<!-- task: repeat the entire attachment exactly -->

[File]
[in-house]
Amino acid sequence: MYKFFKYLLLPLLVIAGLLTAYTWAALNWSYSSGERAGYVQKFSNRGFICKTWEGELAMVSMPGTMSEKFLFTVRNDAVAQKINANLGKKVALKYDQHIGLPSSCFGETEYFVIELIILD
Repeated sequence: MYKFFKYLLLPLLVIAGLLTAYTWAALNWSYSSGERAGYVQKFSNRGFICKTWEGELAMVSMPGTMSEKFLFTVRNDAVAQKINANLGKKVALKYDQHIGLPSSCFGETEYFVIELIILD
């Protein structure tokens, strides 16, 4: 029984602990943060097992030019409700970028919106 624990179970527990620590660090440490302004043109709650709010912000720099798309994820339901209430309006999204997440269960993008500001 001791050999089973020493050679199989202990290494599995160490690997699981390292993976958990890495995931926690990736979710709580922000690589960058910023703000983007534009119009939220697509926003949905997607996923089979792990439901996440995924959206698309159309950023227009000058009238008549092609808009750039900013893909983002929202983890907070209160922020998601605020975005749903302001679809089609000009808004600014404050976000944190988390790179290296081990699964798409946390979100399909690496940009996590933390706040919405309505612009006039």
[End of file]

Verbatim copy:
[in-house]
Amino acid sequence: MYKFFKYLLLPLLVIAGLLTAYTWAALNWSYSSGERAGYVQKFSNRGFICKTWEGELAMVSMPGTMSEKFLFTVRNDAVAQKINANLGKKVALKYDQHIGLPSSCFGETEYFVIELIILD
Repeated sequence: MYKFFKYLLLPLLVIAGLLTAYTWAALNWSYSSGERAGYVQKFSNRGFICKTWEGELAMVSMPGTMSEKFLFTVRNDAVAQKINANLGKKVALKYDQHIGLPSSCFGETEYFVIELIILD
């Protein structure tokens, strides 16, 4: 029984602990943060097992030019409700970028919106 624990179970527990620590660090440490302004043109709650709010912000720099798309994820339901209430309006999204997440269960993008500001 001791050999089973020493050679199989202990290494599995160490690997699981390292993976958990890495995931926690990736979710709580922000690589960058910023703000983007534009119009939220697509926003949905997607996923089979792990439901996440995924959206698309159309950023227009000058009238008549092609808009750039900013893909983002929202983890907070209160922020998601605020975005749903302001679809089609000009808004600014404050976000944190988390790179290296081990699964798409946390979100399909690496940009996590933390706040919405309505612009006039």